I do travel a lot, and I have encountered weather challenges in the past few weeks. Watch the weather forecast carefully. Plan to arrive at your destination early, preferably a day in advance of a suspected storm. Stay in touch with the airline, and ask about free flight changes based on weather. While they are not required to do so, some airlines may support you and allow for flight changes without penalty if you establish a good rapport with them. Never forget the gift of kindness.
You must also stay in close touch with your work. Be clear with your contact people so that you can keep them informed of your whereabouts, especially if you are running late.
DEAR HARRIETTE: I am the youngest of four children. My older sister has had the same boyfriend for four years. I like the guy, but I can see how he can be shady at times. My sister thinks he is perfect and hopes to marry him one day. When I ask my sister if they have ever spoken about marriage before, she says they have not because he doesn't like talking about the future, which I think is a little odd. I know my sister very well, and I know she is itching to get engaged soon. Do you think it is inappropriate if I ask my sister's boyfriend what his intentions are with my sister, or if he plans to marry her? -- Protective Sister, Las Vegas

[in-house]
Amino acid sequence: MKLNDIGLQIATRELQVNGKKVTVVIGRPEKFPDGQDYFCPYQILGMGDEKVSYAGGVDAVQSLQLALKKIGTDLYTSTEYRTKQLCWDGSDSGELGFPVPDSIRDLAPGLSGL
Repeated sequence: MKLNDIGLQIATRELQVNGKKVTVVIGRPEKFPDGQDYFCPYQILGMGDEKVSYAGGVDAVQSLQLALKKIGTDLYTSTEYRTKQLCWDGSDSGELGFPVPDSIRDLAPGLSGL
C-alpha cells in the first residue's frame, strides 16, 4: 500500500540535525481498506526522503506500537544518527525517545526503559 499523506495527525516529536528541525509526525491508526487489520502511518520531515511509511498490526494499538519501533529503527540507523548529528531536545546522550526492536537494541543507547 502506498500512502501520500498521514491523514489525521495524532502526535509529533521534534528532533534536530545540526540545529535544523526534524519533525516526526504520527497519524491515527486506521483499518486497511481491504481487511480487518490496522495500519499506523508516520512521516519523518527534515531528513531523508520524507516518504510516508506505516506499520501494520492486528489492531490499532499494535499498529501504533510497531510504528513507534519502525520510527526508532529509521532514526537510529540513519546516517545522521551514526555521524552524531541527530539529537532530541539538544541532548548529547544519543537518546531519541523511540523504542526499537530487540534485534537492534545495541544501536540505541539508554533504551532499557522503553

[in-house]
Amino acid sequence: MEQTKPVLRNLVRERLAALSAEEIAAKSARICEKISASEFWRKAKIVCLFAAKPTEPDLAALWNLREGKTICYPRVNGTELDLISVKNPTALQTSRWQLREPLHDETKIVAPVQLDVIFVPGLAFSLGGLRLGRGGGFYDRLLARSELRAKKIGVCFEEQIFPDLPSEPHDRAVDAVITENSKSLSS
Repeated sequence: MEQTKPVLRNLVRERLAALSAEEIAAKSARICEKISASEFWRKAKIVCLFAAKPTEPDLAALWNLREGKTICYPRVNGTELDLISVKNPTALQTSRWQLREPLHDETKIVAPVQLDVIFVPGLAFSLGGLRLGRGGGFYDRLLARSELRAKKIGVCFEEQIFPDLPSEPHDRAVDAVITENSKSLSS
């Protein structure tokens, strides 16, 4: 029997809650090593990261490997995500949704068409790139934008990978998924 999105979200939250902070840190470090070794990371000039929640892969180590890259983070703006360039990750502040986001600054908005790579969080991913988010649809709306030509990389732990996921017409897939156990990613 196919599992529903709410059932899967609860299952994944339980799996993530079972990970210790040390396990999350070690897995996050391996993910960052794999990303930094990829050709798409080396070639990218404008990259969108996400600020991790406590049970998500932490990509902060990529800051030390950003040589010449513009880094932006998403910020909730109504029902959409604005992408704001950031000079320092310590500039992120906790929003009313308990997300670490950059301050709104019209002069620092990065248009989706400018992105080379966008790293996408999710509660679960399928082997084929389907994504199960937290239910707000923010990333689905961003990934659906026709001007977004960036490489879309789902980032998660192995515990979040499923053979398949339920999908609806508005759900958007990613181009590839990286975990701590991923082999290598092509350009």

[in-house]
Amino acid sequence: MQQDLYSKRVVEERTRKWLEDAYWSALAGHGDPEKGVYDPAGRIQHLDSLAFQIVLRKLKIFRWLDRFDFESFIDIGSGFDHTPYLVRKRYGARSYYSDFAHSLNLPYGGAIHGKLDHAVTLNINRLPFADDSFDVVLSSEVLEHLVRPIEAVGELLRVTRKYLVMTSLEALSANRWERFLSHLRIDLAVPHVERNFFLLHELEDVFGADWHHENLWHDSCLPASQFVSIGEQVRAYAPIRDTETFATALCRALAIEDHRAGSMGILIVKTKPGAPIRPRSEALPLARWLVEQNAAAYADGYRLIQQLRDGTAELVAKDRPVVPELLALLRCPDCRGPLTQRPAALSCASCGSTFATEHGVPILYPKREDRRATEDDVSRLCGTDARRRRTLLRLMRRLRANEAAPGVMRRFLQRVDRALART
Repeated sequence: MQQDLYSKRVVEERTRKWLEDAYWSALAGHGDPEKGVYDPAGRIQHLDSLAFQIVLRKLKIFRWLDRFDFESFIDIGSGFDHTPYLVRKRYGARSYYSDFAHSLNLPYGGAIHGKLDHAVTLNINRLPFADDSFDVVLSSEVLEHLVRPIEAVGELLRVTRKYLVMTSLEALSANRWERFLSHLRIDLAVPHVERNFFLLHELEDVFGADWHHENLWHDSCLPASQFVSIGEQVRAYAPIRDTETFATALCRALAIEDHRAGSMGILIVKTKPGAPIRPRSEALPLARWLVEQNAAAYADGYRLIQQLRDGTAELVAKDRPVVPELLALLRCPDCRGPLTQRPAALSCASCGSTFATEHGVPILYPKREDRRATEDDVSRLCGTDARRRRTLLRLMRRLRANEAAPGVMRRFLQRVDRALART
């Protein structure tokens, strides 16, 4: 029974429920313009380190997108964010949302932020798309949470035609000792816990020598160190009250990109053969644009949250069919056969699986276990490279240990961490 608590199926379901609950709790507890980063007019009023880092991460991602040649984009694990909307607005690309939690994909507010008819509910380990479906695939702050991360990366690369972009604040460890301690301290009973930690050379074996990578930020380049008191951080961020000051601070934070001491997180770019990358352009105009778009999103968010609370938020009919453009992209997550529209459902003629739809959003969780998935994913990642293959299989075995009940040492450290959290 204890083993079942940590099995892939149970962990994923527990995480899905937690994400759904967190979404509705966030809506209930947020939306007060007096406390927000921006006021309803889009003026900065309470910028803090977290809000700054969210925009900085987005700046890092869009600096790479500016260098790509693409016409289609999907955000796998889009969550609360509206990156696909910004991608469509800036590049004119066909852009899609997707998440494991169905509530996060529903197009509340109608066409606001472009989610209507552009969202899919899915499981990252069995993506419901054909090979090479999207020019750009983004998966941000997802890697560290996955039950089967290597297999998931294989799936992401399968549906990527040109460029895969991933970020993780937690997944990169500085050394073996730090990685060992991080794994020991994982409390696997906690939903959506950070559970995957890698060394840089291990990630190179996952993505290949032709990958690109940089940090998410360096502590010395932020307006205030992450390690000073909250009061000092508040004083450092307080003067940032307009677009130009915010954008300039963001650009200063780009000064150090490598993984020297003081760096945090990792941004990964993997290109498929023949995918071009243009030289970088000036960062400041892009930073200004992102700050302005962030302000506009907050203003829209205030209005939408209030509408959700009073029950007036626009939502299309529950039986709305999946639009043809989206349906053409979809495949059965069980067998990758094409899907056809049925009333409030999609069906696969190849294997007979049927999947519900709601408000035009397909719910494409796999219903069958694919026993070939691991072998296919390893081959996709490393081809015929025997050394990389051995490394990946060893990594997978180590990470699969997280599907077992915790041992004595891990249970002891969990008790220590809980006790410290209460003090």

DEAR PROTECTIVE SISTER: Do not ask your sister's boyfriend about his intentions! Instead, coach your sister on how to talk to her beau. She has to put her stake in the ground and tell him what she wants. The only way they have a chance of building a life together that works for the two of them is if she speaks up and lets him know what she wants and needs.
I remember my mother telling me that she and my father dated for several years. At a certain point, she told him that he had to make a decision or she was going to walk (my language). Her ultimatum prompted a proposal. They were married for 42 years before he died. It can work!
DEAR HARRIETTE: I commute to work every day, and have done so for the past year. I usually keep to myself and read or listen to music. The other day, a young man sat down next to me and was extremely distracting and loud. He was FaceTiming his friends and screaming into his phone the entire train ride.